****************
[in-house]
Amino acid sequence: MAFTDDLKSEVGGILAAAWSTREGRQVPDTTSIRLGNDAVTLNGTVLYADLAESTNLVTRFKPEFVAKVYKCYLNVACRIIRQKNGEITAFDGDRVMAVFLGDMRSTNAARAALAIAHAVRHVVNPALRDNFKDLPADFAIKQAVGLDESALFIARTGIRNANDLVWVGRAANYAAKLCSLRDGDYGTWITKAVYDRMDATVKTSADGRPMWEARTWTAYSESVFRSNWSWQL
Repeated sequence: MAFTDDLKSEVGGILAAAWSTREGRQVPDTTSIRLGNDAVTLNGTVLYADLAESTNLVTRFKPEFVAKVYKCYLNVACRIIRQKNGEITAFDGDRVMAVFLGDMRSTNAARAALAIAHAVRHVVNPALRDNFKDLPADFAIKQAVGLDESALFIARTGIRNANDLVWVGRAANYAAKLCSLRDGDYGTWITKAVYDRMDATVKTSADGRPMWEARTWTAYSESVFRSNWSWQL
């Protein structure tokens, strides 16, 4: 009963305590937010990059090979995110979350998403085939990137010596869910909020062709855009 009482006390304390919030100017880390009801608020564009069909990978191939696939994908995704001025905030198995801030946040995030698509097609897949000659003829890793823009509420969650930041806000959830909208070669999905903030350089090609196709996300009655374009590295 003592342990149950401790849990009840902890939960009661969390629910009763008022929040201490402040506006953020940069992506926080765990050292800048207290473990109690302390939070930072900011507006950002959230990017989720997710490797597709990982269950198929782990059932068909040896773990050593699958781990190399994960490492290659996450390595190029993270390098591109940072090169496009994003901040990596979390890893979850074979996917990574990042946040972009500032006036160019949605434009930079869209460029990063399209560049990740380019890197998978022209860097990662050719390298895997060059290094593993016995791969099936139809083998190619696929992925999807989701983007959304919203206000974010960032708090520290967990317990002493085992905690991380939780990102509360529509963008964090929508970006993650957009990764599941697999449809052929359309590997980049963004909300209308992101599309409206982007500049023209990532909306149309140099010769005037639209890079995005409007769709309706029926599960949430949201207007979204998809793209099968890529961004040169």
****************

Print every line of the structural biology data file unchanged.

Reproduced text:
[in-house]
Amino acid sequence: MAFTDDLKSEVGGILAAAWSTREGRQVPDTTSIRLGNDAVTLNGTVLYADLAESTNLVTRFKPEFVAKVYKCYLNVACRIIRQKNGEITAFDGDRVMAVFLGDMRSTNAARAALAIAHAVRHVVNPALRDNFKDLPADFAIKQAVGLDESALFIARTGIRNANDLVWVGRAANYAAKLCSLRDGDYGTWITKAVYDRMDATVKTSADGRPMWEARTWTAYSESVFRSNWSWQL
Repeated sequence: MAFTDDLKSEVGGILAAAWSTREGRQVPDTTSIRLGNDAVTLNGTVLYADLAESTNLVTRFKPEFVAKVYKCYLNVACRIIRQKNGEITAFDGDRVMAVFLGDMRSTNAARAALAIAHAVRHVVNPALRDNFKDLPADFAIKQAVGLDESALFIARTGIRNANDLVWVGRAANYAAKLCSLRDGDYGTWITKAVYDRMDATVKTSADGRPMWEARTWTAYSESVFRSNWSWQL
């Protein structure tokens, strides 16, 4: 009963305590937010990059090979995110979350998403085939990137010596869910909020062709855009 009482006390304390919030100017880390009801608020564009069909990978191939696939994908995704001025905030198995801030946040995030698509097609897949000659003829890793823009509420969650930041806000959830909208070669999905903030350089090609196709996300009655374009590295 003592342990149950401790849990009840902890939960009661969390629910009763008022929040201490402040506006953020940069992506926080765990050292800048207290473990109690302390939070930072900011507006950002959230990017989720997710490797597709990982269950198929782990059932068909040896773990050593699958781990190399994960490492290659996450390595190029993270390098591109940072090169496009994003901040990596979390890893979850074979996917990574990042946040972009500032006036160019949605434009930079869209460029990063399209560049990740380019890197998978022209860097990662050719390298895997060059290094593993016995791969099936139809083998190619696929992925999807989701983007959304919203206000974010960032708090520290967990317990002493085992905690991380939780990102509360529509963008964090929508970006993650957009990764599941697999449809052929359309590997980049963004909300209308992101599309409206982007500049023209990532909306149309140099010769005037639209890079995005409007769709309706029926599960949430949201207007979204998809793209099968890529961004040169």